Postmarketing Surveillance for Oncology Drugs

Pamela Hallquist Viale

Susan Moore

toxins, adverse event, hazardous drugs
CJON 2008, 12(6), 877-886. DOI: 10.1188/08.CJON.877-886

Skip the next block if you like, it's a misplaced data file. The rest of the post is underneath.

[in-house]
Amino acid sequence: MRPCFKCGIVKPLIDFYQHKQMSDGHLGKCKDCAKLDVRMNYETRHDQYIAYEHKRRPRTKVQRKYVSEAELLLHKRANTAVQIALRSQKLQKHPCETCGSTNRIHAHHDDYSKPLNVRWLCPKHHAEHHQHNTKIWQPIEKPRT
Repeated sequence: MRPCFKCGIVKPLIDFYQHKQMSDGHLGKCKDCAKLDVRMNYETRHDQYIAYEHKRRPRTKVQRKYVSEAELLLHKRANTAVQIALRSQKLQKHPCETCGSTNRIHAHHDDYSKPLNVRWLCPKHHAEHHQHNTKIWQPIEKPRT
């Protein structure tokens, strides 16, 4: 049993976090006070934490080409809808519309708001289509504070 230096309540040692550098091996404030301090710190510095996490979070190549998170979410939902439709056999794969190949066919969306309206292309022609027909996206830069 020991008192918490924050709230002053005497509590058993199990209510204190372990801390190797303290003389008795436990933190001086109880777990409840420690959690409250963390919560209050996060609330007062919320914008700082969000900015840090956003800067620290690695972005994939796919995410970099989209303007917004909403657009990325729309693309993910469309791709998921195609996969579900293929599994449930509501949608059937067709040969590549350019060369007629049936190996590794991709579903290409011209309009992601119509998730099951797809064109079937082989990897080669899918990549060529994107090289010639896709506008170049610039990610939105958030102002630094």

Adverse effects of cancer therapies may occur more than three decades after drug administration. Continued vigilance in postmarketing use of oncology agents is necessary to accurately track adverse effects, update prescribing information, and alert healthcare providers in a timely manner. This article will define the processes involved in regulatory approval of oncology agents and discuss selected oncology drugs, labeling changes, and the role of oncology nurses in postmarketing surveillance by reviewing journal articles, governmental agency Web sites, federal regulatory documents, and pharmaceutical prescribing information. Oncology nurses administer and monitor cancer therapies in outpatient and inpatient settings and routinely assess patients for side effects of therapy; therefore, maintaining awareness of short- and long-term adverse effects after drug approval is important to patient safety. Nursing leadership should initiate, maintain, and manage an incident reporting system to effectively respond to changing needs. In addition, publication of case reports and articles on the emergence and management of postmarketing, treatment-related side effects in peer-reviewed nursing and medical journals may improve patient care and outcomes.

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